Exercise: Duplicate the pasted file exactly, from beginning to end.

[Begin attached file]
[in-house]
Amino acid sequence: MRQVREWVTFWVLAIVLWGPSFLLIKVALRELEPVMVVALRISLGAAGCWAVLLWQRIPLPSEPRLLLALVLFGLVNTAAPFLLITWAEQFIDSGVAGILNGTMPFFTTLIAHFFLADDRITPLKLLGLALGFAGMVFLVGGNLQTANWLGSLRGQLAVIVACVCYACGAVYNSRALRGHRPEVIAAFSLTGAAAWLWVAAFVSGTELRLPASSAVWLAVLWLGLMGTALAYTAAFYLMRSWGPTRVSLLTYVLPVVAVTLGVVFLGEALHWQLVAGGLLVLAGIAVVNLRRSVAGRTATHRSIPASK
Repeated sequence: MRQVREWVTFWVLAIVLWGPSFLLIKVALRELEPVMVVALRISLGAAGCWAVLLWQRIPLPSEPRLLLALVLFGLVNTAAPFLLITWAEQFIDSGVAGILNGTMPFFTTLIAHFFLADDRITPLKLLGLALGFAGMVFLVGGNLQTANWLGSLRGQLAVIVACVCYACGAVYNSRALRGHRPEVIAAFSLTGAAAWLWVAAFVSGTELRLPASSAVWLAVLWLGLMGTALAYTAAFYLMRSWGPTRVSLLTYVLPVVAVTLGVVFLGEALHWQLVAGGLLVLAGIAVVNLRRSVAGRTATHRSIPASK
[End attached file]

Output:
[in-house]
Amino acid sequence: MRQVREWVTFWVLAIVLWGPSFLLIKVALRELEPVMVVALRISLGAAGCWAVLLWQRIPLPSEPRLLLALVLFGLVNTAAPFLLITWAEQFIDSGVAGILNGTMPFFTTLIAHFFLADDRITPLKLLGLALGFAGMVFLVGGNLQTANWLGSLRGQLAVIVACVCYACGAVYNSRALRGHRPEVIAAFSLTGAAAWLWVAAFVSGTELRLPASSAVWLAVLWLGLMGTALAYTAAFYLMRSWGPTRVSLLTYVLPVVAVTLGVVFLGEALHWQLVAGGLLVLAGIAVVNLRRSVAGRTATHRSIPASK
Repeated sequence: MRQVREWVTFWVLAIVLWGPSFLLIKVALRELEPVMVVALRISLGAAGCWAVLLWQRIPLPSEPRLLLALVLFGLVNTAAPFLLITWAEQFIDSGVAGILNGTMPFFTTLIAHFFLADDRITPLKLLGLALGFAGMVFLVGGNLQTANWLGSLRGQLAVIVACVCYACGAVYNSRALRGHRPEVIAAFSLTGAAAWLWVAAFVSGTELRLPASSAVWLAVLWLGLMGTALAYTAAFYLMRSWGPTRVSLLTYVLPVVAVTLGVVFLGEALHWQLVAGGLLVLAGIAVVNLRRSVAGRTATHRSIPASK